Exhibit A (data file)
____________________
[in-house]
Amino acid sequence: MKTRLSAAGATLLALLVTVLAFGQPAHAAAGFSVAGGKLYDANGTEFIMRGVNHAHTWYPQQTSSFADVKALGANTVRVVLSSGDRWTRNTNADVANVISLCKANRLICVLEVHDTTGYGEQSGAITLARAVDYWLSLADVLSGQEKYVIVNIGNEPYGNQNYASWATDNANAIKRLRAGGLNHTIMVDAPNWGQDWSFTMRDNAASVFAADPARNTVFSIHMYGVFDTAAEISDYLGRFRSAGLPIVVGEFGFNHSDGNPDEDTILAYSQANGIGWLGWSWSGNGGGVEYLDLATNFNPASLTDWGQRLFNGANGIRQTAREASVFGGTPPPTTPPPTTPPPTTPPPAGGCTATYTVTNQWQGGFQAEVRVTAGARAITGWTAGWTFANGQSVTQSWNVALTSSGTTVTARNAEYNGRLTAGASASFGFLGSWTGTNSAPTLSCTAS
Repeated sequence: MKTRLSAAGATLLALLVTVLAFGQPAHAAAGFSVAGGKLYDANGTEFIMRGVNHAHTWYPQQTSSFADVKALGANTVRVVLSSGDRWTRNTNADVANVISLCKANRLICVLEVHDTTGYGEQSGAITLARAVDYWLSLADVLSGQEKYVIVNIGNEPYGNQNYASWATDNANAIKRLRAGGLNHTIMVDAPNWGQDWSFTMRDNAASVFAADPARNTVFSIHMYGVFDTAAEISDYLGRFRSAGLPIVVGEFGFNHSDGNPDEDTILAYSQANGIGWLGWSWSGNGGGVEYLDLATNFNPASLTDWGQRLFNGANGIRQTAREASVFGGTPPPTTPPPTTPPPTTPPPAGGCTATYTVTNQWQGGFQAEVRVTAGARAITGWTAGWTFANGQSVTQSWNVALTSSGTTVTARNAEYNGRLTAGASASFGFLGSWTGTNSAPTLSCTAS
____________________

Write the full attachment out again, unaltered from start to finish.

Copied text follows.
[in-house]
Amino acid sequence: MKTRLSAAGATLLALLVTVLAFGQPAHAAAGFSVAGGKLYDANGTEFIMRGVNHAHTWYPQQTSSFADVKALGANTVRVVLSSGDRWTRNTNADVANVISLCKANRLICVLEVHDTTGYGEQSGAITLARAVDYWLSLADVLSGQEKYVIVNIGNEPYGNQNYASWATDNANAIKRLRAGGLNHTIMVDAPNWGQDWSFTMRDNAASVFAADPARNTVFSIHMYGVFDTAAEISDYLGRFRSAGLPIVVGEFGFNHSDGNPDEDTILAYSQANGIGWLGWSWSGNGGGVEYLDLATNFNPASLTDWGQRLFNGANGIRQTAREASVFGGTPPPTTPPPTTPPPTTPPPAGGCTATYTVTNQWQGGFQAEVRVTAGARAITGWTAGWTFANGQSVTQSWNVALTSSGTTVTARNAEYNGRLTAGASASFGFLGSWTGTNSAPTLSCTAS
Repeated sequence: MKTRLSAAGATLLALLVTVLAFGQPAHAAAGFSVAGGKLYDANGTEFIMRGVNHAHTWYPQQTSSFADVKALGANTVRVVLSSGDRWTRNTNADVANVISLCKANRLICVLEVHDTTGYGEQSGAITLARAVDYWLSLADVLSGQEKYVIVNIGNEPYGNQNYASWATDNANAIKRLRAGGLNHTIMVDAPNWGQDWSFTMRDNAASVFAADPARNTVFSIHMYGVFDTAAEISDYLGRFRSAGLPIVVGEFGFNHSDGNPDEDTILAYSQANGIGWLGWSWSGNGGGVEYLDLATNFNPASLTDWGQRLFNGANGIRQTAREASVFGGTPPPTTPPPTTPPPTTPPPAGGCTATYTVTNQWQGGFQAEVRVTAGARAITGWTAGWTFANGQSVTQSWNVALTSSGTTVTARNAEYNGRLTAGASASFGFLGSWTGTNSAPTLSCTAS